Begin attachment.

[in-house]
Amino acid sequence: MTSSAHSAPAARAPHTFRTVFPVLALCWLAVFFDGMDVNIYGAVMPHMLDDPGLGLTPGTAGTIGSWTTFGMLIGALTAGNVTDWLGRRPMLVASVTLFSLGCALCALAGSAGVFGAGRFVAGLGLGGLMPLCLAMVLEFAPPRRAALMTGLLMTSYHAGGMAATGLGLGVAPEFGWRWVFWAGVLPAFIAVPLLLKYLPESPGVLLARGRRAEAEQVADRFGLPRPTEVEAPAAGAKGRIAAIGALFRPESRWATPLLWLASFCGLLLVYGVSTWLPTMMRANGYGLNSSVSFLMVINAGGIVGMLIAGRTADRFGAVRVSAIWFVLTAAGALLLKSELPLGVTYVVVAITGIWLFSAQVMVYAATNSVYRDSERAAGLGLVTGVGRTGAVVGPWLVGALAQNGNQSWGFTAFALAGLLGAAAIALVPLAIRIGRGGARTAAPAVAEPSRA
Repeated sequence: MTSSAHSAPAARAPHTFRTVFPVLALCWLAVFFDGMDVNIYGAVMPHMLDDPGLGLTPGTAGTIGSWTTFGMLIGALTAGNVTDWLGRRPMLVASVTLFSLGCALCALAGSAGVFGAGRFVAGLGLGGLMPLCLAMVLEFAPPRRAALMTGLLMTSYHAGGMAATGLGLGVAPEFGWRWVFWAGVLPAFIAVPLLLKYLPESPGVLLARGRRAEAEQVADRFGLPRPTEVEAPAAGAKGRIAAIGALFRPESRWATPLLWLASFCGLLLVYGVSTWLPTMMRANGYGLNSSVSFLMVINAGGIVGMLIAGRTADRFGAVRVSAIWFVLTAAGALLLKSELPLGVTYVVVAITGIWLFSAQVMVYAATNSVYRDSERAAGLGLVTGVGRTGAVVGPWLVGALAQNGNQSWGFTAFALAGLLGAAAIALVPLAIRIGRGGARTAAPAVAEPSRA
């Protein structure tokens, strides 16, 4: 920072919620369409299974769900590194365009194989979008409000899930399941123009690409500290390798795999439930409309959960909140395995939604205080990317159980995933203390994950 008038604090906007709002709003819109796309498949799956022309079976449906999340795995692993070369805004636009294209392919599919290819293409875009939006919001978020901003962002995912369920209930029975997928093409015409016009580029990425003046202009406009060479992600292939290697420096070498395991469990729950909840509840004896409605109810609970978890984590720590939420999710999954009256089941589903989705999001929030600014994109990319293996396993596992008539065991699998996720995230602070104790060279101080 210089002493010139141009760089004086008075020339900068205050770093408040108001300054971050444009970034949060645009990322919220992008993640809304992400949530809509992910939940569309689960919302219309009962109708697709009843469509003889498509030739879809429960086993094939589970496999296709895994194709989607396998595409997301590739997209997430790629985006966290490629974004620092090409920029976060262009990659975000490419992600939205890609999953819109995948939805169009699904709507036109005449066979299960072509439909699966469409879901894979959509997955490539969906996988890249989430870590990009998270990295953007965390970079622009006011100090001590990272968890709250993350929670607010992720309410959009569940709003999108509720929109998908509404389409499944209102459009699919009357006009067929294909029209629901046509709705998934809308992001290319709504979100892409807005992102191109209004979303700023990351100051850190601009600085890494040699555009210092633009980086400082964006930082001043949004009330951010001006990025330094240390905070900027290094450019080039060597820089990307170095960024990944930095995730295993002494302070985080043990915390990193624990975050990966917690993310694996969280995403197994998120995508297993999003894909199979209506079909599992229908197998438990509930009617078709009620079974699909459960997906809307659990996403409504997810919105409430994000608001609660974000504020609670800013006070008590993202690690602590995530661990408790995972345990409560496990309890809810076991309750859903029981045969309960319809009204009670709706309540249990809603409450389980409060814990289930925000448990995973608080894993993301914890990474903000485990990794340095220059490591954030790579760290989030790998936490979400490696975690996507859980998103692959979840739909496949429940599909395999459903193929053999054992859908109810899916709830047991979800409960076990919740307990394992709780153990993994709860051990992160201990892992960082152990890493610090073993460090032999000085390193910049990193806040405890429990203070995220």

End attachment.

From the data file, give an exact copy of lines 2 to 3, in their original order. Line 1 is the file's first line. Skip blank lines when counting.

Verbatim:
Amino acid sequence: MTSSAHSAPAARAPHTFRTVFPVLALCWLAVFFDGMDVNIYGAVMPHMLDDPGLGLTPGTAGTIGSWTTFGMLIGALTAGNVTDWLGRRPMLVASVTLFSLGCALCALAGSAGVFGAGRFVAGLGLGGLMPLCLAMVLEFAPPRRAALMTGLLMTSYHAGGMAATGLGLGVAPEFGWRWVFWAGVLPAFIAVPLLLKYLPESPGVLLARGRRAEAEQVADRFGLPRPTEVEAPAAGAKGRIAAIGALFRPESRWATPLLWLASFCGLLLVYGVSTWLPTMMRANGYGLNSSVSFLMVINAGGIVGMLIAGRTADRFGAVRVSAIWFVLTAAGALLLKSELPLGVTYVVVAITGIWLFSAQVMVYAATNSVYRDSERAAGLGLVTGVGRTGAVVGPWLVGALAQNGNQSWGFTAFALAGLLGAAAIALVPLAIRIGRGGARTAAPAVAEPSRA
Repeated sequence: MTSSAHSAPAARAPHTFRTVFPVLALCWLAVFFDGMDVNIYGAVMPHMLDDPGLGLTPGTAGTIGSWTTFGMLIGALTAGNVTDWLGRRPMLVASVTLFSLGCALCALAGSAGVFGAGRFVAGLGLGGLMPLCLAMVLEFAPPRRAALMTGLLMTSYHAGGMAATGLGLGVAPEFGWRWVFWAGVLPAFIAVPLLLKYLPESPGVLLARGRRAEAEQVADRFGLPRPTEVEAPAAGAKGRIAAIGALFRPESRWATPLLWLASFCGLLLVYGVSTWLPTMMRANGYGLNSSVSFLMVINAGGIVGMLIAGRTADRFGAVRVSAIWFVLTAAGALLLKSELPLGVTYVVVAITGIWLFSAQVMVYAATNSVYRDSERAAGLGLVTGVGRTGAVVGPWLVGALAQNGNQSWGFTAFALAGLLGAAAIALVPLAIRIGRGGARTAAPAVAEPSRA